“You don’t have to be rich to travel well.”— Eugene Fodor
This is the first in a series of posts on Travel Hacking and is primarily for those who don’t already travel hack. Travel hacking, in its broadest sense, is really anything you do to optimize travel, whether by saving money or increasing efficiency through tools and tricks (hacks). The focus of this post, and the common definition, is all about playing the credit card points game to get free airfare and hotel stays. While it may seem to good to be true, it really is possible. This post addresses the primary qualifiers to travel hack and common concerns raised by non-hackers.
Travel Hacking Series
- Part I: Is it Right for You? (This post!)
- Part II: Getting Started
- Part III: Card Selection
- Part IV: Using Points: Flight Bookings
- Part V: Using Points: Hotel Booking
- Guide: Recommended Cards
Travel Hacking Qualifiers
Travel hacking is not for everyone, so please review my suggested qualifiers.
Card hacking may be for you if you….
- plan to travel at least once a year
- live in the U.S. (sorry…the best card offers are in the States)
- have a high credit score (Ideally 750+)
- pay your balance in full each month (benefits will be offset by interest payment)
- have at least $1k in monthly credit card spend (many regular bills can be paid via credit card)
- are an analytical traveler (think spreadsheets are cool)
Pro Tip: Use Credit Karma to monitor credit throughout the process.
It Really Works
Here are some of the benefits from travel hacking my family has received over the past year.
- Flights to Japan for 4 ($6k value)
- Park Hyatt Tokyo 4 stays ($3k value)
- Southern California trip for 4 w/flights and 6 hotel nights ($2k value)
- Austin TX flight + 4 nights JW Marriott ($2k value)
- Elite status at Marriott, SPG, Hyatt, Hilton, and IHG
- Travel credits ($700 value)
- Uber Credits ($400 value)
- PriorityPass lounge access
- Centurion Lounge Access
- Global Entry / TSA Pre-Check for 4 ($400 value)
- Cell Phone Protection ($600 per phone)
Top Concerns Addressed
Here are the top 3 concerns I hear when discussing travel hacking with those who’ve never done it.
Concern #1: It will impact my credit score
Certainly a valid concern, yet largely unfounded. Credit score calculations seem to defy logic at times, but it’s not for us to question…only to leverage to our advantage. I’ve opened 10 new cards in the past 6 months, and my score has gone up ~50 points. You get a slight hit when they run a credit check and for credit aging, but more than make up for it with number of open accounts (high is good) and low utilization of available credit.
The below screenshots from my Credit Karma profile shows my score increasing during a period of opening a couple new cards a month for several months. You’ll notice the low number of hard inquiries as often the same bank won’t do a hard inquiry for each new card (particularly AMEX), also business cards won’t show up on your credit report. You can see what factors go into your score and the impact of each.
My score actually climbed during a period of opening numerous cards.
Notice the top row is High Impact. Pay your balance, pay on time and you’re gold.
Best to have 21+ accounts (they count both open and closed, but best to not close accounts.)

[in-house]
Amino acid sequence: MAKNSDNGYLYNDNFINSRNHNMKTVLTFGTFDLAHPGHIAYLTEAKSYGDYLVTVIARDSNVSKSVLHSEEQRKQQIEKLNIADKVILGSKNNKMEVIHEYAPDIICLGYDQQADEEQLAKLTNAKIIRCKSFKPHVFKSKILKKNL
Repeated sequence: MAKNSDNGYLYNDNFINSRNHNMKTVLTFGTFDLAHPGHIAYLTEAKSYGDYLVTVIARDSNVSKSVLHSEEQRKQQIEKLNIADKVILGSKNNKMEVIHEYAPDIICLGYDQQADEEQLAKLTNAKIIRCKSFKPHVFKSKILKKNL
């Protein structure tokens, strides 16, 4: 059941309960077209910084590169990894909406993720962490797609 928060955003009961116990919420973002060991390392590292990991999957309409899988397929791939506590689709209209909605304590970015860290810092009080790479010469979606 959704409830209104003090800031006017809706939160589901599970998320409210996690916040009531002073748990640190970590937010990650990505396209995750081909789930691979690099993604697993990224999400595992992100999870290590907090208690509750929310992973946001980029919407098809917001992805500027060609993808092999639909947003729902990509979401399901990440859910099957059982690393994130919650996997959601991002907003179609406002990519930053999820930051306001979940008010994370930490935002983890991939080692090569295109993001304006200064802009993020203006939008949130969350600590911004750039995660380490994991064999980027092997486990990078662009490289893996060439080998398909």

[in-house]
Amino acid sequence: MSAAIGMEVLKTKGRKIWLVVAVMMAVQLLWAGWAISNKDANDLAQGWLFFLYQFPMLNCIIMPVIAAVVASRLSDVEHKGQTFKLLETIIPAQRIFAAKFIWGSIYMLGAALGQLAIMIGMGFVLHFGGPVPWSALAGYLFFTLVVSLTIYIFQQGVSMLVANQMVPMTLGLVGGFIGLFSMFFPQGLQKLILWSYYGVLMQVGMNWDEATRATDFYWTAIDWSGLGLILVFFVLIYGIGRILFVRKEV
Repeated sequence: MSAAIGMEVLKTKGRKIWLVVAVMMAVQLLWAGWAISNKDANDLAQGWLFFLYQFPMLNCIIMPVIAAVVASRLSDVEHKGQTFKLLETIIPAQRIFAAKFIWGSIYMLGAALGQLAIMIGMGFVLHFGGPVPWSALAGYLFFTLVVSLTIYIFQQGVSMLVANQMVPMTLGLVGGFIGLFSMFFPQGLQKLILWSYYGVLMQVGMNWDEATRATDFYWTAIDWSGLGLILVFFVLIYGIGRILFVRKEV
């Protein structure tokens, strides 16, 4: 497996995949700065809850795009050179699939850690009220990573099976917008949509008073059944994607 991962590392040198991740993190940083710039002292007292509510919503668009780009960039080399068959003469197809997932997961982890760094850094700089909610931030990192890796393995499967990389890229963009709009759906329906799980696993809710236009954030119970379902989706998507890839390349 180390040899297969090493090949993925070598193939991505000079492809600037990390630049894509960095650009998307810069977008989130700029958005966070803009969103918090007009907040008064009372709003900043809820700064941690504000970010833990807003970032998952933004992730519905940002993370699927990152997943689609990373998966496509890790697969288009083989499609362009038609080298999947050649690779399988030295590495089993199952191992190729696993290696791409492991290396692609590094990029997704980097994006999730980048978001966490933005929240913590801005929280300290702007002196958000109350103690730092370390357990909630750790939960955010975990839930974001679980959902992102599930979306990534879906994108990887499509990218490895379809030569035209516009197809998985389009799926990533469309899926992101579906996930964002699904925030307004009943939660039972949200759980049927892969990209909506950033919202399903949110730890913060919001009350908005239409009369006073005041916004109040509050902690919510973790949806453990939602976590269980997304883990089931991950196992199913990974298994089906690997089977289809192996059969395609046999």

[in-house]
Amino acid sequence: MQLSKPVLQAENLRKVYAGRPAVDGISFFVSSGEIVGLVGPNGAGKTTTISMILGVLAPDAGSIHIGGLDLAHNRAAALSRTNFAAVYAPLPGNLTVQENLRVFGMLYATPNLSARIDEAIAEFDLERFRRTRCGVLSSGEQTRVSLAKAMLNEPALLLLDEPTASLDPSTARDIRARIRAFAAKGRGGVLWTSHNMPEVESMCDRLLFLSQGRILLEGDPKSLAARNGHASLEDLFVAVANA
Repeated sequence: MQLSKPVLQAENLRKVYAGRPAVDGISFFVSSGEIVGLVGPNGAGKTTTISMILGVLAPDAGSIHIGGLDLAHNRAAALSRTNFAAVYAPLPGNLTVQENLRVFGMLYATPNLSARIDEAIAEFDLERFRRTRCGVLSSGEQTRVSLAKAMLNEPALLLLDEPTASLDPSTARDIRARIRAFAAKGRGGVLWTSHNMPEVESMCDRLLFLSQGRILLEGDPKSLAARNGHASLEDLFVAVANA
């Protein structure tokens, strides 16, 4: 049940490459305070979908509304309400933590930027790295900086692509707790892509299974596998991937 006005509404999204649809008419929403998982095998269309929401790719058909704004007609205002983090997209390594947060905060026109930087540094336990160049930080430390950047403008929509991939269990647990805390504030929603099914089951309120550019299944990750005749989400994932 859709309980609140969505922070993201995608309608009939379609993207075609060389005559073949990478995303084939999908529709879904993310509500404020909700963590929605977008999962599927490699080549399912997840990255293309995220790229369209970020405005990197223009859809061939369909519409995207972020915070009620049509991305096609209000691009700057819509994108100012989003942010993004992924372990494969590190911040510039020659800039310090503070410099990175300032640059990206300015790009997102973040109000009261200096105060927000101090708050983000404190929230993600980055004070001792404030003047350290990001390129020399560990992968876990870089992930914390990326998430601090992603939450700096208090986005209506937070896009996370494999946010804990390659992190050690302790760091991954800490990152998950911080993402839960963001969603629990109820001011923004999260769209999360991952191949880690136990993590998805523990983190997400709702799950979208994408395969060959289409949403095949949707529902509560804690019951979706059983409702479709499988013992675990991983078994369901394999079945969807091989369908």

Concern #2: It’s too much work
Don’t be so lazy! Seriously, do the math on how many hours you would have to work to pay for the trips you will largely get for free. I estimate between my wife and my cards, we get $15k/yr in free travel.
I will share the template, tools, and workflow I use to make it even easier in the next posts. You’ll spend about an hour for each new card, and each card will typically result in 1-3 free flights or hotel stays.
Start small: Get one card, make sure to hit the spend, and go from there.
Concern #3: What about the high fees?
The APR is typically higher on these cards, but that should not matter. You shouldn’t be travel hacking if you have to carry a balance on these cards. Not worth it. You also don’t want to start buying things that you normally wouldn’t just to hit spend.
Most of the travel cards do have annual fees and some of the premium cards have a seemingly very high fee. “Seemingly” in that if you use the benefits of the card it will more than offset.
Example 1: Chase Sapphire Reserve
- Sign on bonus: 50k points (almost enough for one round trip to Europe in economy class)
- Spend requirement: $4k within 3 months
- Annual Fee: $450
At first glance, the annual fee seems exorbitant, however, the many benefits of this card go a long way to offset the fee:
- $300 statement credit for your first $300 in travel spend, applied instantly via statement credit
- PriorityPass lounge access at most major airports globally ($400 cost if purchased)
- $100 Global Entry or TSA Pre-Check fee credit
- Free trip insurance
- 3x points for dining and travel spend (this can really add up)
- 50% point bonus when booking through Chase portal
- Let’s not forget your ticket to Europe!
Example 2: Marriott Rewards Premium Card
- Sign on bonus: 100k points (can provide 2-12 nights depending on category of property)
- Spend requirement: $5k within 3 months
- Additional bonus: Anniversary bonus of 1 night at a category 1-5 property
- Annual fee: $85 (easily covered by the anniversary award alone)
Hopefully, I got you excited about travel hacking! I know you may be anxious to get started but there is more to it that you should know first; for instance, the order in which you get cards matters. I will cover soon in additional posts, but feel free to reach out directly if you don’t want to wait.
Read the next post in the Travel Hacking Series: Part II: Getting Started
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